The #Outcome of #COVID19 in Patients with #Hematological #Malignancy (J Med Virol., abstract)

[Source: Journal of Medical Virology, full page: (LINK). Abstract, edited.]

The Outcome of COVID‐19 in Patients with Hematological Malignancy

Tugce Nur Yigenoglu MD,  Naim Ata Associated Professor,  Fevzi Altuntas Professor, Semih Bascı MD,  Mehmet Sinan Dal Associated Professor,  Serdal Korkmaz Associated Professor,  Sinem Namdaroglu Associated Professor,  Abdulkadir Basturk Associated Professor,  Tuba Hacıbekiroglu Associated Professor,  Mehmet Hilmi Dogu Associated Professor,  İlhami Berber Associated Professor,  Kursat Dal Associated Professor, Mehmet Ali Erkurt Professor,  Burhan Turgut Professor,  Mahir Ilgu,  Osman Celik MD,  Ersan Imrat,  Suayip Birinci MD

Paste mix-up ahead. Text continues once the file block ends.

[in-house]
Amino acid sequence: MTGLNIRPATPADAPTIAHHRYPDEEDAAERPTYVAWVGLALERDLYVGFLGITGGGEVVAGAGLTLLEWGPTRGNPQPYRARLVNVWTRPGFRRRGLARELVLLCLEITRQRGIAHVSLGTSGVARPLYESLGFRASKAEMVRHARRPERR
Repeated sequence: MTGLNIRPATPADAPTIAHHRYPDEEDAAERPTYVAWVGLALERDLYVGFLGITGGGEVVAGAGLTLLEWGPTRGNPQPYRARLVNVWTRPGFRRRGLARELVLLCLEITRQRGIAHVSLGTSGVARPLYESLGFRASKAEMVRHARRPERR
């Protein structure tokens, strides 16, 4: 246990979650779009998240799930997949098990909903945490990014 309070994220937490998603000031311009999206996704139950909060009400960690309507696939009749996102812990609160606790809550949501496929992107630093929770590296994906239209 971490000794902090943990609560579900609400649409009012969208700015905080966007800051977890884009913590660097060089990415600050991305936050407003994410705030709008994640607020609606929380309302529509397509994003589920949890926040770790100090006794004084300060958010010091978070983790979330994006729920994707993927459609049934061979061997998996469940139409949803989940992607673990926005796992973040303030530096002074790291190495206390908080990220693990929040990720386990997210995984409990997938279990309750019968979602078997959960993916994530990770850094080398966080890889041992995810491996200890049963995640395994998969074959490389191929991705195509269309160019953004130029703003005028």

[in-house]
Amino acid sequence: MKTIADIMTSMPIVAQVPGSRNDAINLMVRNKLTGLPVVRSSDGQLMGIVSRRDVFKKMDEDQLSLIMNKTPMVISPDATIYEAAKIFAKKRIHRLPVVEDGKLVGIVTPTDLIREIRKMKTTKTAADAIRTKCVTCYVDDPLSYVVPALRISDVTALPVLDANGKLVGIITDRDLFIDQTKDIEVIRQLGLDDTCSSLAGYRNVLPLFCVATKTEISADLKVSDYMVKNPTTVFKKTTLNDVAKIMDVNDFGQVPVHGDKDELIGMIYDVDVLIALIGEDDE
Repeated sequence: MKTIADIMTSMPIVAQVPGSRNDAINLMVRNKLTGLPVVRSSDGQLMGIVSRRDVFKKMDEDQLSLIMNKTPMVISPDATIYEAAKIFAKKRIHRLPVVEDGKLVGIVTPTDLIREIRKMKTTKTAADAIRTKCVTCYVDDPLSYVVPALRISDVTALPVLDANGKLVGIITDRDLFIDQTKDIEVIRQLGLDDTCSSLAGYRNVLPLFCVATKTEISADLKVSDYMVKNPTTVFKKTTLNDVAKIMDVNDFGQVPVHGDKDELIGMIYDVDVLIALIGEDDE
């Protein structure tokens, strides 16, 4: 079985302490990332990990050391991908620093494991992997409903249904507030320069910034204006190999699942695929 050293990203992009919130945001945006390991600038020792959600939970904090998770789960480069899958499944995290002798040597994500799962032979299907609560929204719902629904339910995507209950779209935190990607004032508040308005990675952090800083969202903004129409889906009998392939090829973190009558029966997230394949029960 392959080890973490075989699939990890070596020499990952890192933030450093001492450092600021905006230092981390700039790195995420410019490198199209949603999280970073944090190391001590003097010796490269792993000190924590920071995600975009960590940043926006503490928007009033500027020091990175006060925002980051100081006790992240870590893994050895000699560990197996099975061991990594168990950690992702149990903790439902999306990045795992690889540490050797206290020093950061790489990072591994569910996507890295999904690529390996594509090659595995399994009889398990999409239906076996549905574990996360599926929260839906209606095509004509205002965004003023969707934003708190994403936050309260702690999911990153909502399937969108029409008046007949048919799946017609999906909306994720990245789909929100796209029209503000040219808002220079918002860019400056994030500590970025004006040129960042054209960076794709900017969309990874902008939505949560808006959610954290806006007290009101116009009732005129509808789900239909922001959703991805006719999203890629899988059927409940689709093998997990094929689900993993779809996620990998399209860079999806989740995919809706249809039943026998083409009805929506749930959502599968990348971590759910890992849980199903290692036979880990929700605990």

First published: 10 August 2020 | DOI:  https://doi.org/10.1002/jmv.26404

This article has been accepted for publication and undergone full peer review but has not been through the copyediting, typesetting, pagination and proofreading process, which may lead to differences between this version and the Version of Record. Please cite this article as doi: 10.1002/jmv.26404

 

Abstract

Introduction

In this study, we aim to report the outcome of COVID‐19 in patients with hematological malignancy in Turkey.

Method

The data of laboratory‐confirmed 188,897 COVID‐19 patients diagnosed between March 11, 2020 and June 22, 2020 included in the Republic of Turkey, Ministry of Health database were analyzed retrospectively. All of the COVID‐19 patients with hematological malignancy (n=740) were included in the study and an age, gender and comorbidity matched COVID‐19 patients without cancer (n=740) at 1:1 ratio was used for comparison.

Results